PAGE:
Waste and Recycling |Collab with Katie

waste and recycling

As I was growing up, we did not encounter the same issues with recycling as we do today. We had one dustbin and it was emptied weekly. Nothing had to be sorted or washed. There was no head-scratching as to which bin we should be using or even which bin to drag to the kerbside. In fact, the dustman used to walk into our garden, heave the round metal dustbin onto his shoulders and take it to the dustcart, empty it and return it to us.

I grew up in a small village where we had a butcher and a baker (possibly a candlestick maker), a greengrocer and a deli. My Dad was a farmer so we were never short of fresh fruit, and my parents grew their own veg.

Food waste (of which there was very little) went in the compost bin. Shopping was not a hobby either, like it is for some people today. I expect Mum had her favourite shopping bag for taking to the village, because I don’t remember having a whole drawer dedicated to plastic carrier bags.

Our family of four produced hardly any rubbish.

Fast forward to today, and my husband and I have THREE wheelie bins – how did that happen??! We have a black bin for general waste, a blue bin for paper and cardboard recycling, and we recently acquired a brown bin for metal and glass. The black bin and the brown bin are full size wheelie bins and the blue is slightly smaller.

We live in a flat with a communal garden, so in our block we now have no less than twelve bins to accommodate somewhere outside the building. There is such a thing as bin blight, and you can read more about what the National House Building Council think of it here.

Part of the problem also is where we put the rubbish indoors before it goes outside. We don’t want to walk downstairs just to bin one item, but our kitchen is tiny and there is very little space for one bin at most. Obviously we are doing our bit, but it isn’t easy.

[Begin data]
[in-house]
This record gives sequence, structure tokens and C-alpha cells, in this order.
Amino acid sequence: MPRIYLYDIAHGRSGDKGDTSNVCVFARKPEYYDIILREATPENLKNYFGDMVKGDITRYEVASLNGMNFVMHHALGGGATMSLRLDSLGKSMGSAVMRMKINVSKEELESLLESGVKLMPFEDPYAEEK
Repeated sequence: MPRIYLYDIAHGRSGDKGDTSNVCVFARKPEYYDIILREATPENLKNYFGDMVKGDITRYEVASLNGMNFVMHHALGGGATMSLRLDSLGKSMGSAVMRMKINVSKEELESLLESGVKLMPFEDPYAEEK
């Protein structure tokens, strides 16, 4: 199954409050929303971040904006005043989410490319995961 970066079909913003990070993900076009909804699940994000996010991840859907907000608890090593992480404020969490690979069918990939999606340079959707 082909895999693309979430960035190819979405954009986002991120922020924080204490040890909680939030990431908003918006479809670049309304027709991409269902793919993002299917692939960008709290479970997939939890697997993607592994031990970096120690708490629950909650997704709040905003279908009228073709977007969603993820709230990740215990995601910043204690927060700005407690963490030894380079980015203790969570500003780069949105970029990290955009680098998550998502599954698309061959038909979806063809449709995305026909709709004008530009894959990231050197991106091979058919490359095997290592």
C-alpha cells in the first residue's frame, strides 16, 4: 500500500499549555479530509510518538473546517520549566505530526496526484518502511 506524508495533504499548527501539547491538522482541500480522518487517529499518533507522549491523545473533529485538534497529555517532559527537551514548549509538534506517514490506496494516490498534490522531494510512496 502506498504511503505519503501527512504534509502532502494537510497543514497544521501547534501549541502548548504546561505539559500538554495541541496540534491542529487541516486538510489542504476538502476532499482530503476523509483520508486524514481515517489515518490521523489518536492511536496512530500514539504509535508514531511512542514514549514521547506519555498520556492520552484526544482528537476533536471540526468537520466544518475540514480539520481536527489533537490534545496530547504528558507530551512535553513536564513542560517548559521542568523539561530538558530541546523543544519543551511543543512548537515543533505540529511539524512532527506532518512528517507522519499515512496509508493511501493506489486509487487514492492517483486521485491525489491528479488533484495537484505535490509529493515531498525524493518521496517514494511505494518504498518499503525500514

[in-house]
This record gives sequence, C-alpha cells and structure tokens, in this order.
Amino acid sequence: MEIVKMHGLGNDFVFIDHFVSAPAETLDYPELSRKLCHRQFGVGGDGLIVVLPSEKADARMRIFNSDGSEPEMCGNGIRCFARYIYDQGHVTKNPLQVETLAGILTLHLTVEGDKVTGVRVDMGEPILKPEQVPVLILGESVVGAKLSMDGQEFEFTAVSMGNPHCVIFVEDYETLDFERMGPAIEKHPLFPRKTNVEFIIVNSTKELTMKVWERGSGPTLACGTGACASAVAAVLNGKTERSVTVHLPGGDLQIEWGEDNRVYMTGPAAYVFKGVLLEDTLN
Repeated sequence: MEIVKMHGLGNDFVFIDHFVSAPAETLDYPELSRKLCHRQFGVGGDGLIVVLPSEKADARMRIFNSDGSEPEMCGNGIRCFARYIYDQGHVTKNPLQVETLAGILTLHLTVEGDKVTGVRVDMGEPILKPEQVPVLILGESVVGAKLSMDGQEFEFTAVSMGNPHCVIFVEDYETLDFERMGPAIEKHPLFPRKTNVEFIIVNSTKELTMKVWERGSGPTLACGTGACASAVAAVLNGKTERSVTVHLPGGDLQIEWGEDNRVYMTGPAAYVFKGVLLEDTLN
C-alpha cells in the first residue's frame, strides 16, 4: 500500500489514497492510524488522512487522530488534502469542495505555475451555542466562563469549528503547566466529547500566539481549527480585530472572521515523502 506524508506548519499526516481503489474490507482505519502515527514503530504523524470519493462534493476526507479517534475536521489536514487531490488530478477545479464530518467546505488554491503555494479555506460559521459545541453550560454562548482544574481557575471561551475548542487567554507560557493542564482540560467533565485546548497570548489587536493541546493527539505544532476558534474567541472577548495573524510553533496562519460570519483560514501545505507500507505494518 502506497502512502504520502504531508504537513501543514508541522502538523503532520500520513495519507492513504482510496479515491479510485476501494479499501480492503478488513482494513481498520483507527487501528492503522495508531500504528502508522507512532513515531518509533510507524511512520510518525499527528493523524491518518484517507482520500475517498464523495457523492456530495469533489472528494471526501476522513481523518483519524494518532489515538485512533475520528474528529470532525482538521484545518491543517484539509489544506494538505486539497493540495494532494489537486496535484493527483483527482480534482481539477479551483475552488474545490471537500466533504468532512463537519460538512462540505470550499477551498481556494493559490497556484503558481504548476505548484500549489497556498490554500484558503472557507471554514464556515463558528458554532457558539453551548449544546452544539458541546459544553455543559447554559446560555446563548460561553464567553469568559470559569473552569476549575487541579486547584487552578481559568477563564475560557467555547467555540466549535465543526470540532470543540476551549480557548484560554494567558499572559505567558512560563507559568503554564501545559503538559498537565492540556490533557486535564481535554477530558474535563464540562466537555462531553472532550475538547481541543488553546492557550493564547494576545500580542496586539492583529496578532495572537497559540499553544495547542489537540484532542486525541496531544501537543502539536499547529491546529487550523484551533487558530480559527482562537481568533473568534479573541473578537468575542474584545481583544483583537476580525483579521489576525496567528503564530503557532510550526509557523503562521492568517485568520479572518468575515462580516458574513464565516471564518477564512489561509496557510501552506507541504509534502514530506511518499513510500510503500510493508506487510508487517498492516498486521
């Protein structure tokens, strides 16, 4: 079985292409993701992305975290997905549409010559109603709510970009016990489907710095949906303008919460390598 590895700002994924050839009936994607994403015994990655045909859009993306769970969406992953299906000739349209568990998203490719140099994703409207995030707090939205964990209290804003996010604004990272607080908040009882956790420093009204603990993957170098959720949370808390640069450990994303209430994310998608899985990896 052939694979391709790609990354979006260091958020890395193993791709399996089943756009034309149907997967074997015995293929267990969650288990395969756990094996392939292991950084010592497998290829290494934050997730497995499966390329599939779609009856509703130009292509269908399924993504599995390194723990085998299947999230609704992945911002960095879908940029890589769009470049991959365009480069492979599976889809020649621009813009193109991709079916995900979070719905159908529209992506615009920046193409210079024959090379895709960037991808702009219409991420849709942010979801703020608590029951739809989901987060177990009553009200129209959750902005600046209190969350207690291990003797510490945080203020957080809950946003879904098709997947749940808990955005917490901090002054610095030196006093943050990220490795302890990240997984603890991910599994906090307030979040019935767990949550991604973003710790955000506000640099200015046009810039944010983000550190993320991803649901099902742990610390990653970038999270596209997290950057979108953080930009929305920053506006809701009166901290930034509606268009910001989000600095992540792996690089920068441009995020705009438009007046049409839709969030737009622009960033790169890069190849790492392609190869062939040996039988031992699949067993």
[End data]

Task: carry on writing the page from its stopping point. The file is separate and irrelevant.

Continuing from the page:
Why and how has rubbish production increased?

Most people will say that the main reasons are due to packaging, and the increase of single use items.

The amount of packaging has increased on food items as companies try to keep things fresher for longer, but too much of this packaging can’t be recycled (or it is confusing which category it falls in). Some packages for instance are mixed such as foil lined card, or cartons with a plastic lid. Until there is clearer guidance actually on the packet, I fear much of this will continue to be put in the general waste or the wrong recycling bin.

Internet shopping is another habit which has also increased the amount of packaging used. Companies want to make sure their products do not get damaged during shipping, because they want to avoid the cost of a claim against them and having to replace the item.

There are many sectors where single use items have replaced reusable items. One of those being in the field of medicine. For hygiene reasons, things that would have been sterilised and reused are now single use. I can remember in my Veterinary Nurse days having to scrub and sterilise everything, but friends in medicine will confirm that most things they use in the course of their work are now disposable.